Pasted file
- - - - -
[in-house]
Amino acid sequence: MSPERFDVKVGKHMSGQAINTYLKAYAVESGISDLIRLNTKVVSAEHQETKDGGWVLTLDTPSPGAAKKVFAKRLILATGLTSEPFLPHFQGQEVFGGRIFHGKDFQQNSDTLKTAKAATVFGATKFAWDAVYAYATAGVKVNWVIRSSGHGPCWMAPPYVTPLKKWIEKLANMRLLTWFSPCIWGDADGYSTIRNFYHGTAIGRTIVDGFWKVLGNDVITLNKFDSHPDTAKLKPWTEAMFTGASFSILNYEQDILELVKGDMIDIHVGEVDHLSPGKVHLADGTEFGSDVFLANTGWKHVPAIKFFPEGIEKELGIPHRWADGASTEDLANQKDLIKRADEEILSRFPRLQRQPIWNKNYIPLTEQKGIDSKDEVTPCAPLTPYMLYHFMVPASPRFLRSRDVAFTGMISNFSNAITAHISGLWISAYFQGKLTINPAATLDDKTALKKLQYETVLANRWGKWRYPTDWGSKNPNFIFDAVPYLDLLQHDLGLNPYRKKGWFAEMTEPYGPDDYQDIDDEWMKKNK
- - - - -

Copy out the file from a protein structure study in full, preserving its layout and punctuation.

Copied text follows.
[in-house]
Amino acid sequence: MSPERFDVKVGKHMSGQAINTYLKAYAVESGISDLIRLNTKVVSAEHQETKDGGWVLTLDTPSPGAAKKVFAKRLILATGLTSEPFLPHFQGQEVFGGRIFHGKDFQQNSDTLKTAKAATVFGATKFAWDAVYAYATAGVKVNWVIRSSGHGPCWMAPPYVTPLKKWIEKLANMRLLTWFSPCIWGDADGYSTIRNFYHGTAIGRTIVDGFWKVLGNDVITLNKFDSHPDTAKLKPWTEAMFTGASFSILNYEQDILELVKGDMIDIHVGEVDHLSPGKVHLADGTEFGSDVFLANTGWKHVPAIKFFPEGIEKELGIPHRWADGASTEDLANQKDLIKRADEEILSRFPRLQRQPIWNKNYIPLTEQKGIDSKDEVTPCAPLTPYMLYHFMVPASPRFLRSRDVAFTGMISNFSNAITAHISGLWISAYFQGKLTINPAATLDDKTALKKLQYETVLANRWGKWRYPTDWGSKNPNFIFDAVPYLDLLQHDLGLNPYRKKGWFAEMTEPYGPDDYQDIDDEWMKKNK